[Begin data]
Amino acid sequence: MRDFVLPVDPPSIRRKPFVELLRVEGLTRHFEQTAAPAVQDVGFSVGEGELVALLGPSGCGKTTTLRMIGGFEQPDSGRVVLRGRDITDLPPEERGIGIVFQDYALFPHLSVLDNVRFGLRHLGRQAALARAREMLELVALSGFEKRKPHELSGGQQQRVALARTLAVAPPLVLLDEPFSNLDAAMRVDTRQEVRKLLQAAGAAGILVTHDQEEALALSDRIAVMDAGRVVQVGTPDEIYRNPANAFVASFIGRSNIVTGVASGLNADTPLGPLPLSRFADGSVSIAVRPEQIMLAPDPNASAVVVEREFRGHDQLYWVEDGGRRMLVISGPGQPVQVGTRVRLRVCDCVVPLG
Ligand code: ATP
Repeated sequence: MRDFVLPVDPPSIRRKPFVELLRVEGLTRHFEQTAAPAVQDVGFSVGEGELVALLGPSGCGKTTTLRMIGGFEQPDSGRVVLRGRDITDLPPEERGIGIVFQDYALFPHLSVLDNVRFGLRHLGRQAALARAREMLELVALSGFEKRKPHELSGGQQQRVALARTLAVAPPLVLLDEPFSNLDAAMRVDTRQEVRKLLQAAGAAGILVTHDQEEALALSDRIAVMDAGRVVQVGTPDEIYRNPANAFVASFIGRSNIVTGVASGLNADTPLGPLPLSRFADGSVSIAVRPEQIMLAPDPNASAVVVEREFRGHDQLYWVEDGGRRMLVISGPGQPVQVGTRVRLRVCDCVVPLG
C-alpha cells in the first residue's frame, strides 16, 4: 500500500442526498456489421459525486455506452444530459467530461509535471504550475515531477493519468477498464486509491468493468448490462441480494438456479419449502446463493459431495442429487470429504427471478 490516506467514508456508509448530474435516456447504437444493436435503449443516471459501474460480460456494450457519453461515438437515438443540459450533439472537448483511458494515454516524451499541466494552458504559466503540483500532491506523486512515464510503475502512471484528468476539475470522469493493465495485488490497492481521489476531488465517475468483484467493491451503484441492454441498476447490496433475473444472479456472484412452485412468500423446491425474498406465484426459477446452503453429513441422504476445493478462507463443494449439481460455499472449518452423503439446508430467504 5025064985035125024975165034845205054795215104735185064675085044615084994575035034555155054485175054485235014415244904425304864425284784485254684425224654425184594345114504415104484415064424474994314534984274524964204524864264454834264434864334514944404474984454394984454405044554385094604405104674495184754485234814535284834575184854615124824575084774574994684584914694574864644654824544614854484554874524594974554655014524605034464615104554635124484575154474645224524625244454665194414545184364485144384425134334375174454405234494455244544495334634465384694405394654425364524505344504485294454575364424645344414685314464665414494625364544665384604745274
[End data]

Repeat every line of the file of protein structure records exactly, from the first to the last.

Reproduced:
Amino acid sequence: MRDFVLPVDPPSIRRKPFVELLRVEGLTRHFEQTAAPAVQDVGFSVGEGELVALLGPSGCGKTTTLRMIGGFEQPDSGRVVLRGRDITDLPPEERGIGIVFQDYALFPHLSVLDNVRFGLRHLGRQAALARAREMLELVALSGFEKRKPHELSGGQQQRVALARTLAVAPPLVLLDEPFSNLDAAMRVDTRQEVRKLLQAAGAAGILVTHDQEEALALSDRIAVMDAGRVVQVGTPDEIYRNPANAFVASFIGRSNIVTGVASGLNADTPLGPLPLSRFADGSVSIAVRPEQIMLAPDPNASAVVVEREFRGHDQLYWVEDGGRRMLVISGPGQPVQVGTRVRLRVCDCVVPLG
Ligand code: ATP
Repeated sequence: MRDFVLPVDPPSIRRKPFVELLRVEGLTRHFEQTAAPAVQDVGFSVGEGELVALLGPSGCGKTTTLRMIGGFEQPDSGRVVLRGRDITDLPPEERGIGIVFQDYALFPHLSVLDNVRFGLRHLGRQAALARAREMLELVALSGFEKRKPHELSGGQQQRVALARTLAVAPPLVLLDEPFSNLDAAMRVDTRQEVRKLLQAAGAAGILVTHDQEEALALSDRIAVMDAGRVVQVGTPDEIYRNPANAFVASFIGRSNIVTGVASGLNADTPLGPLPLSRFADGSVSIAVRPEQIMLAPDPNASAVVVEREFRGHDQLYWVEDGGRRMLVISGPGQPVQVGTRVRLRVCDCVVPLG
C-alpha cells in the first residue's frame, strides 16, 4: 500500500442526498456489421459525486455506452444530459467530461509535471504550475515531477493519468477498464486509491468493468448490462441480494438456479419449502446463493459431495442429487470429504427471478 490516506467514508456508509448530474435516456447504437444493436435503449443516471459501474460480460456494450457519453461515438437515438443540459450533439472537448483511458494515454516524451499541466494552458504559466503540483500532491506523486512515464510503475502512471484528468476539475470522469493493465495485488490497492481521489476531488465517475468483484467493491451503484441492454441498476447490496433475473444472479456472484412452485412468500423446491425474498406465484426459477446452503453429513441422504476445493478462507463443494449439481460455499472449518452423503439446508430467504 5025064985035125024975165034845205054795215104735185064675085044615084994575035034555155054485175054485235014415244904425304864425284784485254684425224654425184594345114504415104484415064424474994314534984274524964204524864264454834264434864334514944404474984454394984454405044554385094604405104674495184754485234814535284834575184854615124824575084774574994684584914694574864644654824544614854484554874524594974554655014524605034464615104554635124484575154474645224524625244454665194414545184364485144384425134334375174454405234494455244544495334634465384694405394654425364524505344504485294454575364424645344414685314464665414494625364544665384604745274